Fat cells store excess energy and signal these levels to the brain. In a new study this week in Nature Medicine, Georgios Paschos PhD, a research associate in the lab of Garret FitzGerald, MD, FRS direct ...
Medical research Nov 11, 2012 | 4.6 / 5 (11) | 2 |
Two powerful brain chemical systems work together to paralyze skeletal muscles during rapid eye movement (REM) sleep, according to new research in the July 11 issue of The Journal of Neuroscience. The finding may help scient ...
Neuroscience Jul 11, 2012 | 5 / 5 (1) | 0 |
A novel mechanism for anxiety behaviors, including a previously unrecognized inhibitory brain signal, may inspire new strategies for treating psychiatric disorders, University of Chicago researchers report.
Genetics May 15, 2012 | 4.5 / 5 (4) | 0 |
What goes bump in the night? In many U.S. households: people. That's according to new Stanford University School of Medicine research, which found that about 3.6 percent of U.S. adults are prone to sleepwalking. The work ...
Neuroscience May 14, 2012 | not rated yet | 0 |
Ever wondered why you wake up in the morning -- even when the alarm clock isn't making jarring noises? Wonder no more. Researchers at the Salk Institute for Biological Studies have identified a new component ...
Genetics Sep 29, 2011 | 5 / 5 (5) | 0 |
With the novel use of a technique that uses light to control brain cells, Stanford University researchers have shown that fragmented sleep causes memory impairment in mice.
Sleep apnea Jul 25, 2011 | not rated yet | 1 |
(Medical Xpress)—For years, Paul Shaw, PhD, a researcher at Washington University School of Medicine in St. Louis, has used what he learns in fruit flies to look for markers of sleep loss in humans.
Medical research May 03, 2013 | not rated yet | 1 |
Pregnant women in Ghana who slept on their back (supine sleep) were at an increased risk of stillbirth compared to women who did not sleep on their back, according to new research led by a University of Michigan researcher.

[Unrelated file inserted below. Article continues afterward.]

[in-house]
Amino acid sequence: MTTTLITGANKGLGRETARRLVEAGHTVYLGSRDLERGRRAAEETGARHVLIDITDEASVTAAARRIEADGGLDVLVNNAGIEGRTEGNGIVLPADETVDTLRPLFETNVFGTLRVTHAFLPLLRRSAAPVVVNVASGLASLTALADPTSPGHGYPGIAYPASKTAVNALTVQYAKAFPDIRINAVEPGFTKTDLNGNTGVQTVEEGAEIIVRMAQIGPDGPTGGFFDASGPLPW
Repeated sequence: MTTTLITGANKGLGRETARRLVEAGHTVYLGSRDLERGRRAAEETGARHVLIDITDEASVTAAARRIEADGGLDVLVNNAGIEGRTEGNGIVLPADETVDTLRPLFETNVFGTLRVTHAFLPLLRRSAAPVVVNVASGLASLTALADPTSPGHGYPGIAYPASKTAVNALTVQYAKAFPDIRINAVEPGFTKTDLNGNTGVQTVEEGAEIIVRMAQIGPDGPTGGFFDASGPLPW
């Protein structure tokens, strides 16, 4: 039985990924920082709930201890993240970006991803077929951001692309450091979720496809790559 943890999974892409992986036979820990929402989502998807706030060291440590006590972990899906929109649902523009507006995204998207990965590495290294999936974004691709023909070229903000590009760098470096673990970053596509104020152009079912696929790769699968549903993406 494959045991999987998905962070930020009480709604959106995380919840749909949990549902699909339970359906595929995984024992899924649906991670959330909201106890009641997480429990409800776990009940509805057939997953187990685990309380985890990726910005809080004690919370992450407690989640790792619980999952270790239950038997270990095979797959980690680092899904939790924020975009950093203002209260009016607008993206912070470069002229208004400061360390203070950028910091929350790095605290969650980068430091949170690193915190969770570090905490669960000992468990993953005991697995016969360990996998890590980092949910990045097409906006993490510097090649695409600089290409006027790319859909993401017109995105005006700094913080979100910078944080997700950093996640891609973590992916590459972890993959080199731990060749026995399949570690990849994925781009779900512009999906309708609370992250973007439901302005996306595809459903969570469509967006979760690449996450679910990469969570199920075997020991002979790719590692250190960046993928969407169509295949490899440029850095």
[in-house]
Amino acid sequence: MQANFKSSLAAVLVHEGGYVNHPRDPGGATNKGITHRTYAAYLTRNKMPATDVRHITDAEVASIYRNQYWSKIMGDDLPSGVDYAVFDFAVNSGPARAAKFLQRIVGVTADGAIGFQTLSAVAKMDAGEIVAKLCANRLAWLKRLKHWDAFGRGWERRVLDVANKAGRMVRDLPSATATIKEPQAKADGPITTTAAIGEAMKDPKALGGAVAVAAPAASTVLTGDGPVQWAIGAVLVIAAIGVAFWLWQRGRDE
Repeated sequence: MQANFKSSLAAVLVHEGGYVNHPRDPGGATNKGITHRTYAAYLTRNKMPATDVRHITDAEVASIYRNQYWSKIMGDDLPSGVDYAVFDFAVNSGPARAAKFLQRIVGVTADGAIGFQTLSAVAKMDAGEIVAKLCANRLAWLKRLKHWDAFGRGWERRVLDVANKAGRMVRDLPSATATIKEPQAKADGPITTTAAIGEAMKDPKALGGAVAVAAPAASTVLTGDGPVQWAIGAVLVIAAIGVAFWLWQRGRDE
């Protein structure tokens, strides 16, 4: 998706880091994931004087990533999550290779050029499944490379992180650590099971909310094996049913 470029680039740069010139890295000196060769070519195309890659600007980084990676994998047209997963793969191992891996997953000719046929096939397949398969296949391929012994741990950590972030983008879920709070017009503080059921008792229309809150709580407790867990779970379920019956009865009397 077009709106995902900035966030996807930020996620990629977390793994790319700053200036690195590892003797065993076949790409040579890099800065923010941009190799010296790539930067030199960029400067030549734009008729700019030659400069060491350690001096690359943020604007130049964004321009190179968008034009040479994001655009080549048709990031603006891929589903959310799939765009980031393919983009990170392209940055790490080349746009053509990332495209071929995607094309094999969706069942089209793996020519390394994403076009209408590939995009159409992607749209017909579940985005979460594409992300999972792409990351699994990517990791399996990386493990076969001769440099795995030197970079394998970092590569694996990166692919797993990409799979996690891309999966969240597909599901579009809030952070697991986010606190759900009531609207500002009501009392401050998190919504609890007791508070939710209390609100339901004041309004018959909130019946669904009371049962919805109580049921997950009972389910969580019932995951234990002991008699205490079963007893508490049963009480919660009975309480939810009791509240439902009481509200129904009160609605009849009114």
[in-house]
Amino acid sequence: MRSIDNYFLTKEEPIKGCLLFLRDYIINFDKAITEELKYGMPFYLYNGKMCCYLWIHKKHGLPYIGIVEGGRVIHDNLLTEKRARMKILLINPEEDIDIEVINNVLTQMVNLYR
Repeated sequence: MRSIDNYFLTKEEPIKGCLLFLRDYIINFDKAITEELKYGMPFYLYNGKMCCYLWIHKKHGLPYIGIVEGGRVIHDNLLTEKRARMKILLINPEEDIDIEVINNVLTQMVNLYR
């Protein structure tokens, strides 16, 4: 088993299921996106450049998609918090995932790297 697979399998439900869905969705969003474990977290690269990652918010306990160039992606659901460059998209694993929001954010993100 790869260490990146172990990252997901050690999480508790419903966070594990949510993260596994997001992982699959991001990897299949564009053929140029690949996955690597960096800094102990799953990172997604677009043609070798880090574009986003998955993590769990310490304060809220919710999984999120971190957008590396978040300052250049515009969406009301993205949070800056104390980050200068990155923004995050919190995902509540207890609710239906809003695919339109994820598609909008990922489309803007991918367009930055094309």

Obstetrics & gynaecology Mar 25, 2013 | not rated yet | 0 |
Sleep is disrupted in people who likely have early Alzheimer's disease but do not yet have the memory loss or other cognitive problems characteristic of full-blown disease, researchers at Washington University School of Medicine ...
Alzheimer's disease & dementia Mar 11, 2013 | 4.9 / 5 (7) | 0 |
Poor impulse control contributes to one's inability to control the consumption of rewarding substances, like food, alcohol, and other drugs. This can lead to the development of addiction. FDA-approved medications for alcoholism, ...
Psychology & Psychiatry Feb 01, 2013 | 4 / 5 (4) | 1 |
Here's a wake-up call for snorers: Snoring may put you at a greater risk than those who are overweight, smoke or have high cholesterol to have thickening or abnormalities in the carotid artery, according to researchers at ...
Sleep apnea Jan 24, 2013 | 5 / 5 (1) | 0 |
A new study suggests that there is a significant correlation between excessive daytime sleepiness and vitamin D, and race plays an important factor.
Health Dec 14, 2012 | 4.3 / 5 (4) | 1 |
When researchers at the University of Pennsylvania messed with the internal clocks of mouse fat cells, a surprising thing happened. The mice got fat.
Medical research Dec 04, 2012 | 5 / 5 (2) | 0
Women suffering from sleep apnea have, on the whole, a higher degree of brain damage than men with the disorder, according to a first-of-its-kind study conducted by researchers at the UCLA School of Nursing. The findings ...
Sleep apnea Dec 03, 2012 | not rated yet | 0 |
Researchers at Emory University School of Medicine have discovered that dozens of adults with an elevated need for sleep have a substance in their cerebrospinal fluid that acts like a sleeping pill.
Medical research Nov 21, 2012 | 4.8 / 5 (4) | 1 |
A sleep disorder, or somnipathy, is a medical disorder of the sleep patterns of a person or animal. Some sleep disorders are serious enough to interfere with normal physical, mental and emotional functioning. Polysomnography is a test commonly ordered for some sleep disorders.
Disruptions in sleep can be caused by a variety of issues, from teeth grinding (bruxism) to night terrors. When a person suffers from difficulty in sleeping with no obvious cause, it is referred to as insomnia. In addition, sleep disorders may also cause sufferers to sleep excessively, a condition known as hypersomnia. Management of sleep disturbances that are secondary to mental, medical, or substance abuse disorders should focus on the underlying conditions.
This text uses material from Wikipedia and is available under the GNU Free Documentation License.
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